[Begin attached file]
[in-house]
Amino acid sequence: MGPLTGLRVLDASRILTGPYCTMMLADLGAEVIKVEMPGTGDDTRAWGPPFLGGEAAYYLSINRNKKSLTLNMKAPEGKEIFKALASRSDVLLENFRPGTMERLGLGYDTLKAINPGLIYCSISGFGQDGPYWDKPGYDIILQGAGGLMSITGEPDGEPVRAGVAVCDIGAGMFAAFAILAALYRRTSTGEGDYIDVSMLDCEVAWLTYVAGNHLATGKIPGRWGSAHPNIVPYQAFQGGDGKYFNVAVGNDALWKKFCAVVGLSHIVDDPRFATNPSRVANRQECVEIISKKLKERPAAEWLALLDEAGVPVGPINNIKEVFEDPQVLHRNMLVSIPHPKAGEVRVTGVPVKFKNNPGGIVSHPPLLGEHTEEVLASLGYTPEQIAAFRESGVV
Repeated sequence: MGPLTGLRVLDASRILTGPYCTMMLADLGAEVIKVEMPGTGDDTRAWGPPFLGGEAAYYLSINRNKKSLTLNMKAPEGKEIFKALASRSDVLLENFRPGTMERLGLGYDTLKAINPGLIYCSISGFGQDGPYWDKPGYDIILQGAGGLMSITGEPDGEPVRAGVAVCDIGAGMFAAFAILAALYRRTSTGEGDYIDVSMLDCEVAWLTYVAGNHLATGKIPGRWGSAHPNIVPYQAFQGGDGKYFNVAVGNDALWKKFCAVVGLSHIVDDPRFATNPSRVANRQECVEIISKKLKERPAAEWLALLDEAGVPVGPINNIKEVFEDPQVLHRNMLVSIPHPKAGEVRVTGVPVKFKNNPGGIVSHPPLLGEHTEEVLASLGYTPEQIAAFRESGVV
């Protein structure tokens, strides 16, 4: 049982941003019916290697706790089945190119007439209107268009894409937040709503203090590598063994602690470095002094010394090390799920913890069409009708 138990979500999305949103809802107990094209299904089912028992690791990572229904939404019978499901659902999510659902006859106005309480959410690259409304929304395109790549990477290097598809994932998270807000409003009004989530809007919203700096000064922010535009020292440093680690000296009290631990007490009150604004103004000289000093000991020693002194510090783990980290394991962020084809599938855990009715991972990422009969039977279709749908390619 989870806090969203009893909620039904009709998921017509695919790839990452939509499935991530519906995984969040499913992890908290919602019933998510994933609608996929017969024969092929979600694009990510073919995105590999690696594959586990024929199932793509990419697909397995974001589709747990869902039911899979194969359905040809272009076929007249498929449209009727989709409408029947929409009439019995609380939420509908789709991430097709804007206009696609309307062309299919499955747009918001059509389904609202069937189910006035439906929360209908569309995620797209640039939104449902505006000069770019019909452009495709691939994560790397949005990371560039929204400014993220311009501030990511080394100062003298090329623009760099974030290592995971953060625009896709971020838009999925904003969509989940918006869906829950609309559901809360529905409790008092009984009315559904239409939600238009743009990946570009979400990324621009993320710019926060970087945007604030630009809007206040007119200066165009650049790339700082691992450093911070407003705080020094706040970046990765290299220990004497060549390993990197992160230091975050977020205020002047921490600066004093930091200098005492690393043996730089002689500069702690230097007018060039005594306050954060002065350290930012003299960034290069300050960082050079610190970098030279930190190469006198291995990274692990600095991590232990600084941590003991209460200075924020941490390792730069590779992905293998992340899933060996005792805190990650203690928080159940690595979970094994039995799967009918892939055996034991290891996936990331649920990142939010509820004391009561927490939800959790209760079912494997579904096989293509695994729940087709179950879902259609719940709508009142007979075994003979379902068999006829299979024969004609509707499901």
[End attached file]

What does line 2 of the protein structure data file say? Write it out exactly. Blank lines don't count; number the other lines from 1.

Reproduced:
Amino acid sequence: MGPLTGLRVLDASRILTGPYCTMMLADLGAEVIKVEMPGTGDDTRAWGPPFLGGEAAYYLSINRNKKSLTLNMKAPEGKEIFKALASRSDVLLENFRPGTMERLGLGYDTLKAINPGLIYCSISGFGQDGPYWDKPGYDIILQGAGGLMSITGEPDGEPVRAGVAVCDIGAGMFAAFAILAALYRRTSTGEGDYIDVSMLDCEVAWLTYVAGNHLATGKIPGRWGSAHPNIVPYQAFQGGDGKYFNVAVGNDALWKKFCAVVGLSHIVDDPRFATNPSRVANRQECVEIISKKLKERPAAEWLALLDEAGVPVGPINNIKEVFEDPQVLHRNMLVSIPHPKAGEVRVTGVPVKFKNNPGGIVSHPPLLGEHTEEVLASLGYTPEQIAAFRESGVV